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CONSUMING PASSION
CEDAR LEWISOHN:  I decided to write up a diary of all the food I ate while on a trip to the Documenta exhibition in Kassel, Germany. Documenta takes place every five years and is widely regarded as the barometer against which all other major survey exhibitions are judged. At the last one, in 2007, the curators invited maverick genius Ferran Adrià to set up a version of his world renowned elBulli restaurant, to which a select few were invited to sample his experimental gastronomy. I wondered how the 2012 show would fair, when viewed through the prism of all things belly?

When I arrived in Kassel, I found out part of the exhibition was in the city’s train station. After wandering around I came across a half-empty gymnasium at the back of the station which was being used by a group called AND AND AND. They seemed to be living there, or perhaps they’d set it up as a temporary base camp for the duration of the show. Either way, the blackboards on display announcing a FOOD KIOSK (SOLIDARITY ECONOMY) and a ‘Non-Capitalist Herbal Tea Garden’ immediately caught my attention. Unfortunately, the person invigilating the space had no idea about the information board: “Maybe try the press office”, he suggested. At the office, I was given a map and told the location of AND AND AND’s kiosk and informed that there had been an event there where artists had made cocktails. Brilliant, I thought to myself, until I found out that the cocktail shindig had happened the week before. 

So, time to see more of the main show, but not before stopping for lunch opposite the Documenta Halle and diving into a couple of flame-grilled Bratwursts. No trip to Germany would be complete without a serving of the country’s favourite sausage. After seeing the main hall and Neue Gallery, it was time for some apple pie for me and a sesame seed cake for my companion, both of which were scoffed in one of the outdoor cafés near the park entrance.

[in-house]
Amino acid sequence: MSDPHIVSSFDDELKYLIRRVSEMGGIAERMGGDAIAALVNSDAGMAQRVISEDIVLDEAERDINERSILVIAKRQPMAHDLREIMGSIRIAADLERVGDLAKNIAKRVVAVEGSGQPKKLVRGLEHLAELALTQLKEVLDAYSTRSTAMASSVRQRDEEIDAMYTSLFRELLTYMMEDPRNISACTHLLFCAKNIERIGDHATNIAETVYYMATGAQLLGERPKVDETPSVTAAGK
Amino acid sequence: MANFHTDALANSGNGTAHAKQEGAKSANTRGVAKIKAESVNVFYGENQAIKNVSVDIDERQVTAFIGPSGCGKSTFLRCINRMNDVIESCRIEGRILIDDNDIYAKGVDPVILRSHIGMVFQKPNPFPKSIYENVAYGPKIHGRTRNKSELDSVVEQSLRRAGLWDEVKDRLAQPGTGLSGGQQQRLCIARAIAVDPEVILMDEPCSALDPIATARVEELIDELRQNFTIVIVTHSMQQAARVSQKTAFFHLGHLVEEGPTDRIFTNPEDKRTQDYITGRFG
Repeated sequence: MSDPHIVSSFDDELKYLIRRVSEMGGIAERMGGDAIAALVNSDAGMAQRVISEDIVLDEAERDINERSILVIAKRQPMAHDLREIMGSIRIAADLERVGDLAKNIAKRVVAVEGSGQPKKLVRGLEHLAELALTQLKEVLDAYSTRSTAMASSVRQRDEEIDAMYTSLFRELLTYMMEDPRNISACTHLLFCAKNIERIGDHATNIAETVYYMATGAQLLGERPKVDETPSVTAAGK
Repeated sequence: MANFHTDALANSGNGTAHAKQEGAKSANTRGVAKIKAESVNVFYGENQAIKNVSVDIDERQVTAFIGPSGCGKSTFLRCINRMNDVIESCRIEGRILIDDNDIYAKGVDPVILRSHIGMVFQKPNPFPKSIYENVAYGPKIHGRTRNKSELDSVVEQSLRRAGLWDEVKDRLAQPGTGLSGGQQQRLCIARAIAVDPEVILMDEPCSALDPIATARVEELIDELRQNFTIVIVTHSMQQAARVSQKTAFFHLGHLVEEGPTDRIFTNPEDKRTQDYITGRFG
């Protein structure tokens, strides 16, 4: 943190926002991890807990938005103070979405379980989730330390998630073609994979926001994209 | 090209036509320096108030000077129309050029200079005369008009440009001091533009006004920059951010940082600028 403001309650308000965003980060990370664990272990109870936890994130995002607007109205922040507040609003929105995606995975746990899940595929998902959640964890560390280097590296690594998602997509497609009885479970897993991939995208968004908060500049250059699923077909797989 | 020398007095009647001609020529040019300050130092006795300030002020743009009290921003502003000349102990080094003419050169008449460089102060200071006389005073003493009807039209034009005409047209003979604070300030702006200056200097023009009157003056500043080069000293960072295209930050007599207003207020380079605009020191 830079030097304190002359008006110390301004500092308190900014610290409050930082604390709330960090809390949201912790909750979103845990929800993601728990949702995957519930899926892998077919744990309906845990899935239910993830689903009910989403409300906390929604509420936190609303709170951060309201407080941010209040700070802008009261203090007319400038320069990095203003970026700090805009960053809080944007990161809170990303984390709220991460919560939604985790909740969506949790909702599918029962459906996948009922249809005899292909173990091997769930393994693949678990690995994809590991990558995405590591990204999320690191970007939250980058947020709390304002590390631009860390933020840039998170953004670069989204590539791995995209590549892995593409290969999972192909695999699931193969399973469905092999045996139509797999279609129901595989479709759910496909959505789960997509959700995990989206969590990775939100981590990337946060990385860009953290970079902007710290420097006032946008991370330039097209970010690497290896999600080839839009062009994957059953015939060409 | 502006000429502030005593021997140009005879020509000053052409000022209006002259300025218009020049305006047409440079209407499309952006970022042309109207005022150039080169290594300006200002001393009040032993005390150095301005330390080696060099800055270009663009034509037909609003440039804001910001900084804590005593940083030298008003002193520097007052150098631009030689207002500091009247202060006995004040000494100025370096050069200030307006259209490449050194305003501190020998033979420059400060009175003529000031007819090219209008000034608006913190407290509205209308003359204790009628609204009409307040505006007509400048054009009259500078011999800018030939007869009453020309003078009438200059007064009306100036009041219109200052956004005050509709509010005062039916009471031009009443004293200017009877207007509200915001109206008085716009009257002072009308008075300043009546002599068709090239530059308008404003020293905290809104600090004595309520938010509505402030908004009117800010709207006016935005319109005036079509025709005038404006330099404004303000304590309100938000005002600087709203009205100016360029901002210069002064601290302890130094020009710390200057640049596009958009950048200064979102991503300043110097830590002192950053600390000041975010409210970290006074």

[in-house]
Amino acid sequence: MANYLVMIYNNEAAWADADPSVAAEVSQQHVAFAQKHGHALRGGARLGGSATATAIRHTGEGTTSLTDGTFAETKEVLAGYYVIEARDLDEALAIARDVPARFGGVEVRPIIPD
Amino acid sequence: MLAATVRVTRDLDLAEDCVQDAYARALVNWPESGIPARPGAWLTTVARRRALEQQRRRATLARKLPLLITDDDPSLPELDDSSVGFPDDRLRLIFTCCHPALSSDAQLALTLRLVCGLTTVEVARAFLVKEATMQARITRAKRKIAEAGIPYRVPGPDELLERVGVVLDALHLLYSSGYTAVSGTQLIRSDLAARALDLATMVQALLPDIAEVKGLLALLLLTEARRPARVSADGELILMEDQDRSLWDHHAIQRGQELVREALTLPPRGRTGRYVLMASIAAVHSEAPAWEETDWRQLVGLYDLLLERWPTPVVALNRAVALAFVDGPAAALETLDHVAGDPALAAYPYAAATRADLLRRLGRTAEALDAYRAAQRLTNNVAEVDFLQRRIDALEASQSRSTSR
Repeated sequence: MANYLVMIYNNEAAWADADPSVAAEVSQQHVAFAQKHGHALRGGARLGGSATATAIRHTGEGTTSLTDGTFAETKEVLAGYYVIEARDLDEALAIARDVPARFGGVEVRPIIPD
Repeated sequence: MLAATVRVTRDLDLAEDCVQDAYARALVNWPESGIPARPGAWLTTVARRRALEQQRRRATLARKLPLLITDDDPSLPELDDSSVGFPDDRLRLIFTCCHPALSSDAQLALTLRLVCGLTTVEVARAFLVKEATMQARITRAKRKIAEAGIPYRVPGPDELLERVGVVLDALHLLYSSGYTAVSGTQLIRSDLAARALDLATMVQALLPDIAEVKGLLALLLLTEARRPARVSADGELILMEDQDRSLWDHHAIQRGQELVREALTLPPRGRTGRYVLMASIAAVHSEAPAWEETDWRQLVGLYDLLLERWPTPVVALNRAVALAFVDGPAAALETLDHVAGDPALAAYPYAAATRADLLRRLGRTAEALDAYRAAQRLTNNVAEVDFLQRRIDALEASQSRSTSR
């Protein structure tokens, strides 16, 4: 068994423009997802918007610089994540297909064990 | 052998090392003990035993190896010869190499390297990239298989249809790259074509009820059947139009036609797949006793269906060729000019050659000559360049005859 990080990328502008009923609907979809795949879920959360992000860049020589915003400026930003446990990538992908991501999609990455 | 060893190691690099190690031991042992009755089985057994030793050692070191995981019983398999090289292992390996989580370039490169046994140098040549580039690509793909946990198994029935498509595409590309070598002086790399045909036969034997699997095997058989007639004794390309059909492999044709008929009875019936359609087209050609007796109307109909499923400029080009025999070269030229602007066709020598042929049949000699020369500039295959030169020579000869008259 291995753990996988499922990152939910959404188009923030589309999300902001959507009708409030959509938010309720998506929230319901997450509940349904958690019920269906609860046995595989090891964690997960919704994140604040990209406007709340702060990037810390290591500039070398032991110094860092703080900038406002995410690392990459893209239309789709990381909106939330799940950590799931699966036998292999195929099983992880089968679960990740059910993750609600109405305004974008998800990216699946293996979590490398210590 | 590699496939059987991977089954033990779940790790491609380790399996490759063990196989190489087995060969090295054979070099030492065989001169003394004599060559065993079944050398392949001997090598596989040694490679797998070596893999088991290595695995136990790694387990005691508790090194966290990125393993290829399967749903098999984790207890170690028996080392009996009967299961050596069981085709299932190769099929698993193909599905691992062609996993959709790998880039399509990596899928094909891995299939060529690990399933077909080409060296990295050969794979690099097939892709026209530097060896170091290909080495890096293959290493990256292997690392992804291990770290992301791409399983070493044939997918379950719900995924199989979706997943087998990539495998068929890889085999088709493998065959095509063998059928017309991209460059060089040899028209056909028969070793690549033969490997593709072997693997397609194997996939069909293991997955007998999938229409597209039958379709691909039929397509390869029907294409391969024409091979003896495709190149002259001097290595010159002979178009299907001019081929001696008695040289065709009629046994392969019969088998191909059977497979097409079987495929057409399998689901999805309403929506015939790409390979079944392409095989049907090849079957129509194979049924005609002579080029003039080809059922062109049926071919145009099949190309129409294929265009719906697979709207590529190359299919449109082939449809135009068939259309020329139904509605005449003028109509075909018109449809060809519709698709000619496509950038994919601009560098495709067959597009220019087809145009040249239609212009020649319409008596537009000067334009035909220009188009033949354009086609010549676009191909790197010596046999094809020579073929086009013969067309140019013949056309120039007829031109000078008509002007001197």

After that, it was time for a bit more art, before heading back to Wolfhagen, the little village west of Kassel, where we were staying. Dinner was schnitzel with chips downed with a Bindling German beer. Blinding it was, too.
Next morning’s breakfast consisted of yogurt, bread, cheese, boiled eggs, ham and a local sliced dark sausage which was downed before we headed back into Kassel to see the Tino Sehgal’s live sound installation This Variation and Jerome Bell’s Disabled Theatre, made with a group of handicapped actors. After that, we headed to the Karlsaue park and finally found AND AND AND’s Kiosk where I had a fruit-flavoured butter milk drink and a flapjack. The Kiosk had been set up by the artist group as an alternative to the official Documenta food outlets, the distinction being that all the food available at this Kiosk was sold ‘not for profit’ and sourced from local suppliers. I thought it was great, but my companion found it offensive and said it was “just like any other breast milk-selling yuppie-hippy cafe”. The difference between AND AND AND’s intervention and Fernan Adrià’s, from the previous Documenta, is telling; the latter’s extreme exclusivity as opposed to the former’s more egalitarian offering, which, perhaps, says something about our post-financial crash world.
Next to the Kiosk was a collaborative plant sculpture, the work Claire Pentecost, Can Ya Love Foundation and The University of Kassel. I think that edible plants count as food art, although I didn’t get to try any of the ‘veg’ that was growing on the work. I also noticed, pasted on the side of the kiosk, a flyer for something called a ‘Good Food March’.

Next stop was my favourite Euro seafood diner, Nordsee, for a fish-roll lunch and it was back to the park to check out Robin Kohn’s happening/installation. I’d heard a rumour they were cooking couscous, but there was none to be seen when I arrived. There was, however, a poster announcing ‘Dinning in Refugee Camps—The Art of Sahrawi Cooking’. I promised to download the cookbook later and headed to an outdoor plant sculpture by Song Dong, which also contained edible elements. Further into the park was the Glashaus Café, set up especially for the show in a massive greenhouse, but I didn’t try any food.  Back at the hotel that evening, I had a glass of Riesling to wash down pork with garlic and cream sauce. My companion, ever the adventurer, opted for venison with mushroom, cherry and pear on the side.

Breakfast the next day was much the same as on the other days. Now I’m at the airport, writing up the diary.

Documenta 13.  Art and food. Done. 

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